I’ve been thinking about Station Eleven a lot recently. I finished reading the book not too long ago, and my wife finished it just the other day. My most recent short story (sent out! Watch out rejection #3/acceptance #1!) is really influenced by Mandel’s book in some key ways.
The more I think about Station Eleven, the more impressive I find it. If you consider the plot of the book, or even the premise of the book, there’s nothing really exciting or new there. It’s a plague narrative, a story about the before and after of a huge sickness that wipes out most of the human population of the world. Stephen King’s The Stand is the natural comparison. The novel follows a few characters, popping back and forth between their lives before and after the event. There’s a religious cult, whose impact on the narrative is far from surprising and even nears predictable and stereotypical. The post-plague narrative partially follows a traveling theater company/symphony, which feels sort of contrived and easy as a metaphor for the need to thrive even as we survive. In other words, what actually happens in the book is kind of unremarkable.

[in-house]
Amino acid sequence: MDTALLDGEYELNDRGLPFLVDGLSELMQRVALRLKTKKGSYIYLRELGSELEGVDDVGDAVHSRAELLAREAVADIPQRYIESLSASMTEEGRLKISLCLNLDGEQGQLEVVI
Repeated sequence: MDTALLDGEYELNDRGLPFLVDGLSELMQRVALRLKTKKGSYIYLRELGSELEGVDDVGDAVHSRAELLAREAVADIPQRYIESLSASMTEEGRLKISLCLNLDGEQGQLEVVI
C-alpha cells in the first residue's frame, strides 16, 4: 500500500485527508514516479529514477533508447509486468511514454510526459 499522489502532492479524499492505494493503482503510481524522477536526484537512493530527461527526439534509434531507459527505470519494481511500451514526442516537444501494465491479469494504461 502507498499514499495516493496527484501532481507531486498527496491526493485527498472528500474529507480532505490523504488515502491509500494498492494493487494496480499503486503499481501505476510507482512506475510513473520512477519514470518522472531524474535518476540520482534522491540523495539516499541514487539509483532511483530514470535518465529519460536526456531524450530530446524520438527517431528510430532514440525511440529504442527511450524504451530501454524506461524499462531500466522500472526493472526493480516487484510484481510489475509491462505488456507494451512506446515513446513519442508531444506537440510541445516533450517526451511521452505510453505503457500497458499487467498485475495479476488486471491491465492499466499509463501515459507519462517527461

And yet Station Eleven suffers not at all from this–in fact, it kind of relies on it to work. Mandel knows she’s dealing with a popular trope here (the plague story), and much of what she does in setting up action or setting is to draw on the reader’s knowledge of this kind of story, forcing us to fill in the spaces she leaves bare. I love stories that do this–stories that recognize implicitly what they are and make use of that. Station Eleven uses a familiar story housed in a predictable plot, but the effect is one of stability that is necessary with the fractured narrative she presents. The path of the story is erratic, jumping back and forth between times, places, and characters. The narrative is disorienting enough that the familiarity of the plot and arc serves as a really wonderful counterpoint for the reader.
Beyond all of that, of course, Emily St. John Mandel can just flat out write. The prose is unbelievably good. Enviously good. Reading this book was like eating a meal I’ve had all my life, but this time it was prepared by a world class cook. It has the terror of a plague narrative and the hope of a survival story. It’s wonderful.